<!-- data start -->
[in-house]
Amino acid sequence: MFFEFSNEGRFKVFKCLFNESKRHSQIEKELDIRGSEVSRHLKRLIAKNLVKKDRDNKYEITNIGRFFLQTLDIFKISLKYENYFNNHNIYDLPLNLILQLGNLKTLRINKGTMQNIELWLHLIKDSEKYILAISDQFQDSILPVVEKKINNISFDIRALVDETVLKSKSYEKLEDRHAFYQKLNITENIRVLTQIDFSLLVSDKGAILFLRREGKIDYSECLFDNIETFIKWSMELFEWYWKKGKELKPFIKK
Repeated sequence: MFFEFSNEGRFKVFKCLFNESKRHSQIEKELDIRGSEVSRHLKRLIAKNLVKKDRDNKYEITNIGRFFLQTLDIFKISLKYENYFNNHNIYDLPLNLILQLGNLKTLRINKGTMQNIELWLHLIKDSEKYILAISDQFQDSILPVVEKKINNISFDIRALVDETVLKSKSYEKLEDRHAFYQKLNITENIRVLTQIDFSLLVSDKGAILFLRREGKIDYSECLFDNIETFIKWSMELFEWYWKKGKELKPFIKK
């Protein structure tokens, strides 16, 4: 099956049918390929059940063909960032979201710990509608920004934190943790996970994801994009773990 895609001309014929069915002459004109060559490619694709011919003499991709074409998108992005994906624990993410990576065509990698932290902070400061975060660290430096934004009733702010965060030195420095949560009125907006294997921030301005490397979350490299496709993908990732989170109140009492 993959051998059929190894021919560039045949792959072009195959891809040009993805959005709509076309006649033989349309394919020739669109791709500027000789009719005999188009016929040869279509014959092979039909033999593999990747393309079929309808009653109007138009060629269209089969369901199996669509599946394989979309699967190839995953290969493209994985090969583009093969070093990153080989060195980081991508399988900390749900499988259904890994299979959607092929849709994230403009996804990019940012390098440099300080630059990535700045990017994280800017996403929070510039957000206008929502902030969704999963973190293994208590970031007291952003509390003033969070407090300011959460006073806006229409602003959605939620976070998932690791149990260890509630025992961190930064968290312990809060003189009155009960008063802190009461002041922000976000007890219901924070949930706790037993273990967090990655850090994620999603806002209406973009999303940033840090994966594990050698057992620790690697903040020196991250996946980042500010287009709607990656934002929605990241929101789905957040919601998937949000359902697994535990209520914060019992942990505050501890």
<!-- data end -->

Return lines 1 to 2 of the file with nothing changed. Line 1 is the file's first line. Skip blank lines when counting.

[in-house]
Amino acid sequence: MFFEFSNEGRFKVFKCLFNESKRHSQIEKELDIRGSEVSRHLKRLIAKNLVKKDRDNKYEITNIGRFFLQTLDIFKISLKYENYFNNHNIYDLPLNLILQLGNLKTLRINKGTMQNIELWLHLIKDSEKYILAISDQFQDSILPVVEKKINNISFDIRALVDETVLKSKSYEKLEDRHAFYQKLNITENIRVLTQIDFSLLVSDKGAILFLRREGKIDYSECLFDNIETFIKWSMELFEWYWKKGKELKPFIKK